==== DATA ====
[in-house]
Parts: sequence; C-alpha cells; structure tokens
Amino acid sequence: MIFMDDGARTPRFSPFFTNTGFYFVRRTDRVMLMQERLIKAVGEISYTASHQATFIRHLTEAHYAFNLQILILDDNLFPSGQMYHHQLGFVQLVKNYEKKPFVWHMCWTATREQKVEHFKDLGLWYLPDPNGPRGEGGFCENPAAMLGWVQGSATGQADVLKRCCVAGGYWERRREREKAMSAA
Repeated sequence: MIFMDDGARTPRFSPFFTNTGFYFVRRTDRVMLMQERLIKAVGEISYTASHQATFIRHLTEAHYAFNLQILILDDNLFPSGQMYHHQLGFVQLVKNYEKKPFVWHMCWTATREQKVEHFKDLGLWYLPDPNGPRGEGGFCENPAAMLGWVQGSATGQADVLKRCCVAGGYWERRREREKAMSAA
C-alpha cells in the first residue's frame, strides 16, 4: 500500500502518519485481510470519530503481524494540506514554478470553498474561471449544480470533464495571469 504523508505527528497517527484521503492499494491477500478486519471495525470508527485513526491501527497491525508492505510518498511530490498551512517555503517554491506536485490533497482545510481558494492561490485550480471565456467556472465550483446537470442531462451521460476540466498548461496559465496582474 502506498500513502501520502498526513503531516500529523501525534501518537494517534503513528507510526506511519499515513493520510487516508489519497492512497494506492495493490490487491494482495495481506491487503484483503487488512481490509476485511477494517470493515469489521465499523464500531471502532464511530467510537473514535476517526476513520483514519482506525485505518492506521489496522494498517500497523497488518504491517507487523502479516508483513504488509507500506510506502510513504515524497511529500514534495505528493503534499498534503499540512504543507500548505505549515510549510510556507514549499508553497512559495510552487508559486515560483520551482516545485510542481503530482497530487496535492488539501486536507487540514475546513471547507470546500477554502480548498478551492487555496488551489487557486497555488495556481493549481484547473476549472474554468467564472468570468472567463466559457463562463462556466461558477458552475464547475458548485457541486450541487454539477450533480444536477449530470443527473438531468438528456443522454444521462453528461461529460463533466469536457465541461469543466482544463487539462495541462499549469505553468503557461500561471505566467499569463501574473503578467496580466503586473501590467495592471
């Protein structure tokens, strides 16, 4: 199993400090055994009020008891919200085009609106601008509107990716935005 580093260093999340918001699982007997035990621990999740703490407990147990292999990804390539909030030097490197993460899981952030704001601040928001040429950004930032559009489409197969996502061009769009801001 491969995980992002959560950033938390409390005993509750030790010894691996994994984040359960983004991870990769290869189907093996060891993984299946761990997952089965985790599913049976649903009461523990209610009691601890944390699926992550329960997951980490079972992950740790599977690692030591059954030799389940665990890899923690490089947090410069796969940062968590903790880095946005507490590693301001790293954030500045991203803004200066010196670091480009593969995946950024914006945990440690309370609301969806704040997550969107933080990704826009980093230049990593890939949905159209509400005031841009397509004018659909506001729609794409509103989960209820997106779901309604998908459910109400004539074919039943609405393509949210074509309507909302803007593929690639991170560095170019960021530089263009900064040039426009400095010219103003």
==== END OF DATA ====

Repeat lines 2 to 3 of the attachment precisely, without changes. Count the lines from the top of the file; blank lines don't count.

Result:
Parts: sequence; C-alpha cells; structure tokens
Amino acid sequence: MIFMDDGARTPRFSPFFTNTGFYFVRRTDRVMLMQERLIKAVGEISYTASHQATFIRHLTEAHYAFNLQILILDDNLFPSGQMYHHQLGFVQLVKNYEKKPFVWHMCWTATREQKVEHFKDLGLWYLPDPNGPRGEGGFCENPAAMLGWVQGSATGQADVLKRCCVAGGYWERRREREKAMSAA